variance of filtered polynomial

Consider the following system: What is the variance of $y$, $\mathbb{E}(y^2)$ ?

(EDIT: I know input signal has infinite power but will be made bandlimited by $H$. Both $H$ and $G$ are simple rational filters with lowpass characteristics. Feel free to use discrete-time versions if it's easier)

If $H(s)=G(s)=1$, it is trivially $\mathbb{E}((x^3)^2)=15\sigma^6$.

If only $G(s)=1$, I can pretend that $z$ is still white with a variance decreased by $H(s)$ and apply the formla from before. This is mathematically not sound but matches at least with numerical experiments.

Similarly, I can "hack" an expression which matches numerics when only $H(s)=1$. However, this is even less sound and when I combine them ($H(s)\neq 1, G(s)\neq 1$) it falls apart.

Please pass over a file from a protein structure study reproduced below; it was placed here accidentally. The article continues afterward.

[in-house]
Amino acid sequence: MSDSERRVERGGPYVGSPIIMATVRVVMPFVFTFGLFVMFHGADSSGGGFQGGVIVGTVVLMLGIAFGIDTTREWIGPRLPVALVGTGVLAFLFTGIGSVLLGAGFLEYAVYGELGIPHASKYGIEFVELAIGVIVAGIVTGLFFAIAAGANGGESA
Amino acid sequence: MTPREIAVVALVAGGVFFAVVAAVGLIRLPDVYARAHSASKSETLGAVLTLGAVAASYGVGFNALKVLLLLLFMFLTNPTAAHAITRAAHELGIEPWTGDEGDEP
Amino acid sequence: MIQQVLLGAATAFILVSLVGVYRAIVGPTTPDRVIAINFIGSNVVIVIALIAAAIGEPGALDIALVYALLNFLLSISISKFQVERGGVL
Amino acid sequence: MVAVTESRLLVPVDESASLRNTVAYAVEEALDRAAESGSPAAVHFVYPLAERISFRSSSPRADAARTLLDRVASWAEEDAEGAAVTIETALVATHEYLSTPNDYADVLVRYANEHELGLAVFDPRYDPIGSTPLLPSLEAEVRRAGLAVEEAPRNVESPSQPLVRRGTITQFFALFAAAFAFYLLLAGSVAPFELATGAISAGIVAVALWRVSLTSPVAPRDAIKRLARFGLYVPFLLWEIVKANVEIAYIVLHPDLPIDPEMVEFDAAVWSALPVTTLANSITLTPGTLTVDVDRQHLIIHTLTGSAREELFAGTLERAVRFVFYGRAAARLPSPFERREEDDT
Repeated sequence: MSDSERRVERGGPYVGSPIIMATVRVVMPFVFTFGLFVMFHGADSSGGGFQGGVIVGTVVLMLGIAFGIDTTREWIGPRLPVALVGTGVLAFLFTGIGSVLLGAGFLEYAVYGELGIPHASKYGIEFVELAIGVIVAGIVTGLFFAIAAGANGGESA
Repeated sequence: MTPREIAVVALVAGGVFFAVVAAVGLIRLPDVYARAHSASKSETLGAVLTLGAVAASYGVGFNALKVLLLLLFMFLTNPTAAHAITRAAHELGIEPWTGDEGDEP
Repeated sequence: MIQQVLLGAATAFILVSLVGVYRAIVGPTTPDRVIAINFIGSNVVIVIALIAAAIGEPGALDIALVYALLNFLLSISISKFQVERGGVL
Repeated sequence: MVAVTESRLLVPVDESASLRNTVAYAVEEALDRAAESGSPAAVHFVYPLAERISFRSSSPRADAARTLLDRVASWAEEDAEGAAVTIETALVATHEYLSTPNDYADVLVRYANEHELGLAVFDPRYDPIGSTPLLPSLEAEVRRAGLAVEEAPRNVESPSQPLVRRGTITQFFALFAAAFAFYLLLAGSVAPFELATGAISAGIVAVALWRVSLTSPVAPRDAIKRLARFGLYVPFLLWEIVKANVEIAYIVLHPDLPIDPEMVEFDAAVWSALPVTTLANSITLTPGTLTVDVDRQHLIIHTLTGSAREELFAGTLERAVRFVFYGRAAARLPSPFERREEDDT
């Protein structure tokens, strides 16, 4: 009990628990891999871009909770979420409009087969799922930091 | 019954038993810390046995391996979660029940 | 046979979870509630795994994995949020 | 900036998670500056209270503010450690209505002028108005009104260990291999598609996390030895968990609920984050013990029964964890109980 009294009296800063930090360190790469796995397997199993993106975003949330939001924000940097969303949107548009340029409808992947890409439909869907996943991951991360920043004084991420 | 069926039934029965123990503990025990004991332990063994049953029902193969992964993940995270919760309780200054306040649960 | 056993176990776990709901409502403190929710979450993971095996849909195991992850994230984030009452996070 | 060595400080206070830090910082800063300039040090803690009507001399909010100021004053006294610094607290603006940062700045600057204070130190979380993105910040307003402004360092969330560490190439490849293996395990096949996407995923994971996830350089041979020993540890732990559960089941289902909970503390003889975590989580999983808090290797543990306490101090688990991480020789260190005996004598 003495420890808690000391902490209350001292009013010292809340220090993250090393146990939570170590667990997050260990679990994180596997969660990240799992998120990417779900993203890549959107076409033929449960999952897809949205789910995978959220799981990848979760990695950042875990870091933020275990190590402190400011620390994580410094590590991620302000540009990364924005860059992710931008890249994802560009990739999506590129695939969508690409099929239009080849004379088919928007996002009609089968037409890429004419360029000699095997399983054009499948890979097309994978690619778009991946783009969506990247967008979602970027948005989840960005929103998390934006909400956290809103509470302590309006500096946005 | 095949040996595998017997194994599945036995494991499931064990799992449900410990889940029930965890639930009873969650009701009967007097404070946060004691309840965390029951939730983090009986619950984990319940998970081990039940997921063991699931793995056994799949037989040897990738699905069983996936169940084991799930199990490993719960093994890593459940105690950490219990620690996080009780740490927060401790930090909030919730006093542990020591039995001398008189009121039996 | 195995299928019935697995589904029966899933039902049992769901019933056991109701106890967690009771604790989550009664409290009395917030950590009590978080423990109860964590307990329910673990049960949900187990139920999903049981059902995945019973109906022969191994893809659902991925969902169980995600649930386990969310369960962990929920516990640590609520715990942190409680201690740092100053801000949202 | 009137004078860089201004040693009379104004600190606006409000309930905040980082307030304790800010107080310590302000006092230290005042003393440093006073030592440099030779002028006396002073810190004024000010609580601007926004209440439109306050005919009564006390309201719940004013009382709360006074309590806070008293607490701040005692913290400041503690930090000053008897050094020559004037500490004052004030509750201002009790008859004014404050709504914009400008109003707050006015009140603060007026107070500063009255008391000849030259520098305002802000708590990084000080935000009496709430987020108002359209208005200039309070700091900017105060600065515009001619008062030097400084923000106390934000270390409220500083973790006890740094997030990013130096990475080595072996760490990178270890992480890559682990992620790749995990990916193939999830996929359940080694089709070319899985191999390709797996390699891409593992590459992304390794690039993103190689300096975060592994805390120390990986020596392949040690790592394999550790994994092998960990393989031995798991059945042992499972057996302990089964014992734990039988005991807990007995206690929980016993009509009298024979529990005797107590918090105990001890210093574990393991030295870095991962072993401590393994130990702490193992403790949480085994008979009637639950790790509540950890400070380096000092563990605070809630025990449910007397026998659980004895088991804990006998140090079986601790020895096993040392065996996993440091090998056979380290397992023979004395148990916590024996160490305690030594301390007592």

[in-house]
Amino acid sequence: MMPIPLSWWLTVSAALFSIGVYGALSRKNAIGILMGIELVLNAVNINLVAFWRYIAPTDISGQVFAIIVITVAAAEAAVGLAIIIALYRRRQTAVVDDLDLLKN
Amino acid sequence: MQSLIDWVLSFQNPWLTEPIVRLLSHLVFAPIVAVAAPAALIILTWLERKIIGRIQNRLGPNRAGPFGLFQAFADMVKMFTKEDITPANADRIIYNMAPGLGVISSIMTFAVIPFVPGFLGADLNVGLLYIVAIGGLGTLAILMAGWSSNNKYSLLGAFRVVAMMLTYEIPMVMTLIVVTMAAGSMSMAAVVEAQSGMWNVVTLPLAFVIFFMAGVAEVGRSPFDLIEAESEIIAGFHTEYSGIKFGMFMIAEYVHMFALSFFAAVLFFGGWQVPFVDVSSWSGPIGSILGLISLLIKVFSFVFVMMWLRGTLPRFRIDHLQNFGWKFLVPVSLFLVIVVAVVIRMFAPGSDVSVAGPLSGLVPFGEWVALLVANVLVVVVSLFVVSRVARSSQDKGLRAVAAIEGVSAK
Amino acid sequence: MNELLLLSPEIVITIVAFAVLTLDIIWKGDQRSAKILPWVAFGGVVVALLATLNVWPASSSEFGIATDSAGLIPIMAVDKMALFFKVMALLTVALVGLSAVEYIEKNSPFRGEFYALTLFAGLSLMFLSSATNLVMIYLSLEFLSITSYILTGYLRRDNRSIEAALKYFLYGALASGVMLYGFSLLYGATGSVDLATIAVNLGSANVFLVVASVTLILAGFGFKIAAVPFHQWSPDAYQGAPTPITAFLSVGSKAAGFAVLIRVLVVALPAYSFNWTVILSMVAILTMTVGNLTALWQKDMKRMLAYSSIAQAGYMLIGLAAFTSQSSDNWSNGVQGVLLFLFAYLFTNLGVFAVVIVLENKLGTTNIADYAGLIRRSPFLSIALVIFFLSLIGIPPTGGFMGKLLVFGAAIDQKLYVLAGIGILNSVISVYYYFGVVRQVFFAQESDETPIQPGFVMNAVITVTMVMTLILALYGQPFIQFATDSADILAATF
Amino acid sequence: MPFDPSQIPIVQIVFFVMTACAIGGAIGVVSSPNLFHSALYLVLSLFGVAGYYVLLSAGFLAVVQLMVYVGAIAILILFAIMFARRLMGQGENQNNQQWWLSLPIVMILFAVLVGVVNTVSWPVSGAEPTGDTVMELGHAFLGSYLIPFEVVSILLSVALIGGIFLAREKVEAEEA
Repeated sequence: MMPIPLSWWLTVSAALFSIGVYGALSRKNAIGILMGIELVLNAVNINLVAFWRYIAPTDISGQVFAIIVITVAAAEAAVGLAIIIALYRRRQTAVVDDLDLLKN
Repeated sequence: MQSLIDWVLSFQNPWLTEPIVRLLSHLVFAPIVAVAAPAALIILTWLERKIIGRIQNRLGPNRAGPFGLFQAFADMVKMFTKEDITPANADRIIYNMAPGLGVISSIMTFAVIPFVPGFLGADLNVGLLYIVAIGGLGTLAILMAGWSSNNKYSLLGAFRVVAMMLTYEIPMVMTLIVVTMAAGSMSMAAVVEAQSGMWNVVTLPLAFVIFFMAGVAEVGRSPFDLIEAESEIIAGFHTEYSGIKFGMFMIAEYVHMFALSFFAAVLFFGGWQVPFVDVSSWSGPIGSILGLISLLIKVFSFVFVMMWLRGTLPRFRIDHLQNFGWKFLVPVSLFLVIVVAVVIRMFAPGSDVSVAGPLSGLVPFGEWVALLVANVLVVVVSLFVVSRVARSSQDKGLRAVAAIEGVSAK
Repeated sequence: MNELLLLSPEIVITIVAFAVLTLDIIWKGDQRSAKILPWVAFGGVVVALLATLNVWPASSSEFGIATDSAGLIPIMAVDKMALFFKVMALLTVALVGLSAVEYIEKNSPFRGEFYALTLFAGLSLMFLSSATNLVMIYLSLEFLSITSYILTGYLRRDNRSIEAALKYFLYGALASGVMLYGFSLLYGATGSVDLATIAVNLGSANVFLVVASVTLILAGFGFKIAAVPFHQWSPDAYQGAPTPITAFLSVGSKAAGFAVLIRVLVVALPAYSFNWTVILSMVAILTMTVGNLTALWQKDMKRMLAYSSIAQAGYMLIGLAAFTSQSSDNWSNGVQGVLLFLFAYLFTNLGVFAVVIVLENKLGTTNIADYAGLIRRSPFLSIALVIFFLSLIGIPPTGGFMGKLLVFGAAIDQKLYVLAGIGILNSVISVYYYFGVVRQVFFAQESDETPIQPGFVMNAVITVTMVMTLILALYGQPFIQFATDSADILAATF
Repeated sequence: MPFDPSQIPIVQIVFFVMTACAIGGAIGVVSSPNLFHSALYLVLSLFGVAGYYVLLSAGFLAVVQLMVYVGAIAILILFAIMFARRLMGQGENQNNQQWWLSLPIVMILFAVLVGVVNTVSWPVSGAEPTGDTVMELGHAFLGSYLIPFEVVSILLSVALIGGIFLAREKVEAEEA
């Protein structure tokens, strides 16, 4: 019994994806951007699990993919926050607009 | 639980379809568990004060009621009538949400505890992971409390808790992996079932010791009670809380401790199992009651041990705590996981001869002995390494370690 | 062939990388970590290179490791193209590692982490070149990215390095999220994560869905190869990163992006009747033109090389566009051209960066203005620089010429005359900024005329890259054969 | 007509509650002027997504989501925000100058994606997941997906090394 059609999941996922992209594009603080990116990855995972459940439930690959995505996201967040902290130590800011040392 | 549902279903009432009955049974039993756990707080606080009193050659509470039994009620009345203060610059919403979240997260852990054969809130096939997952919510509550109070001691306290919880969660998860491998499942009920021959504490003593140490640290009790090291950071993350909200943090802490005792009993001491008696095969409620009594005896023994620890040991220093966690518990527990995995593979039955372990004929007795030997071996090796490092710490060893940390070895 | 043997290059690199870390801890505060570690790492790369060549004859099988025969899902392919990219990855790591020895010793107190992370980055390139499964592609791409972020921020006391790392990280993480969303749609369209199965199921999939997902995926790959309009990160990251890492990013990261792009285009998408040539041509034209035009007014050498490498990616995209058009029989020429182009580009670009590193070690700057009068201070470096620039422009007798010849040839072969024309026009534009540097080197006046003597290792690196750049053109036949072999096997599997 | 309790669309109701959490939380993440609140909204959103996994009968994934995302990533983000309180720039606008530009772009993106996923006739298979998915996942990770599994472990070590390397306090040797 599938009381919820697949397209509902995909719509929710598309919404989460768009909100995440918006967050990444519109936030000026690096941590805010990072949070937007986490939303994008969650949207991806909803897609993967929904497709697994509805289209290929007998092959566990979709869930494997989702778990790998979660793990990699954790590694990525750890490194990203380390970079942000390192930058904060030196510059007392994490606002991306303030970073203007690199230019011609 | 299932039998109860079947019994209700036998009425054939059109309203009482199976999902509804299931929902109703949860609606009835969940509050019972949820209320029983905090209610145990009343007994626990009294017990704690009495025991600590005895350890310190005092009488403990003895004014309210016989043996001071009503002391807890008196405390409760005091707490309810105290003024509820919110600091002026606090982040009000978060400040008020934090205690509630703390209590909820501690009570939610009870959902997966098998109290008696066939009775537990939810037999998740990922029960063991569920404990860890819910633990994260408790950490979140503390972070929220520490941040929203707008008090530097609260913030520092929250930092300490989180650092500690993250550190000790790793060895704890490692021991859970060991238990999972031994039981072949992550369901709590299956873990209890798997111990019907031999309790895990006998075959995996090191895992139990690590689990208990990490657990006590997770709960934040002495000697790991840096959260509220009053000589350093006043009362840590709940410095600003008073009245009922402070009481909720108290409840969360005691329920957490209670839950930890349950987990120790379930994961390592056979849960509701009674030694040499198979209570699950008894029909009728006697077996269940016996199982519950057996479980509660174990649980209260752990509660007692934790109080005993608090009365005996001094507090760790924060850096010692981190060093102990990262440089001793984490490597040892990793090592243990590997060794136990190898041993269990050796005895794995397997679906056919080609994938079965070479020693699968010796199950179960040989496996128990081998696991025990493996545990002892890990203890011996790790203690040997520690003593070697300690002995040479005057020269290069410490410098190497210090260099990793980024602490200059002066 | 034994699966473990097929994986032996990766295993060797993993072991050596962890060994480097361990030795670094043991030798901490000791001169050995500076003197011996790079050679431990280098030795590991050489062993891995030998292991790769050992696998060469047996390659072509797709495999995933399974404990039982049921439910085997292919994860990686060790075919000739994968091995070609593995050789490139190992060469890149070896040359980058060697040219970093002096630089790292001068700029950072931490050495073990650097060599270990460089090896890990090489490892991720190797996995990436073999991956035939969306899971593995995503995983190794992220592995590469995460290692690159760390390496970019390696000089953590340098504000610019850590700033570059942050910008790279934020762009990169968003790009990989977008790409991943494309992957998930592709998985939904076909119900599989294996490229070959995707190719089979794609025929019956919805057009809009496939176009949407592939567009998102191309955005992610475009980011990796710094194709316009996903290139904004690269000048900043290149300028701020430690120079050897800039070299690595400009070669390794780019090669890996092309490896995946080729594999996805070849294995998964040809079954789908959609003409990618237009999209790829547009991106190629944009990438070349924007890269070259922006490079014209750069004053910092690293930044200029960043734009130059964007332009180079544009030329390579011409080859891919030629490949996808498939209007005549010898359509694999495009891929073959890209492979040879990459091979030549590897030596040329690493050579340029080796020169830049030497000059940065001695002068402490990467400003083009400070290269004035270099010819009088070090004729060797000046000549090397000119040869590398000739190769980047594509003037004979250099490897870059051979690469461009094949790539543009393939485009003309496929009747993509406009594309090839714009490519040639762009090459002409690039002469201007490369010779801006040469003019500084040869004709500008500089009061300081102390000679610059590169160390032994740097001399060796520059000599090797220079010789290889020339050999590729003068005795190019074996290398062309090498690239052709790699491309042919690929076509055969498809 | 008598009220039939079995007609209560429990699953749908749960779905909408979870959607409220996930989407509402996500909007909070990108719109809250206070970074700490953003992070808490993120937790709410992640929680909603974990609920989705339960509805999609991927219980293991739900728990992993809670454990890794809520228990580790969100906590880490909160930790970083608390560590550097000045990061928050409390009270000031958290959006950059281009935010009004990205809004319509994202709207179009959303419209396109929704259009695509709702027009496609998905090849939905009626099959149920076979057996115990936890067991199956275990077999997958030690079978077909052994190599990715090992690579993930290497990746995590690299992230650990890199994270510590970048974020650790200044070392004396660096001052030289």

• 1) Where does the 15 come from in $\mathbb E((x^3)^2)$? 2) Have you tried applying Wiener-Khinchine to find the variance of $z$ as a function of $H(s)$? You could then apply the same idea to $G(s)$. 3) Why do you mention a "filtered polynomial" in your question? It seems like you're filtering Gaussian noise, not a polynomial (whatever that means)? – MBaz Nov 26 '16 at 14:47
• 1.) $\mathbb{E}(x^p) = (p-1)!! \sigma^p$. 2.) Yes of course, but the problem is the nonlinearity 3.) Because the system is not linear. The output of the first filter is cubed and then fed into another filter. Technically, the distribution of $z^3$ is even indeterminite. – divB Nov 27 '16 at 8:42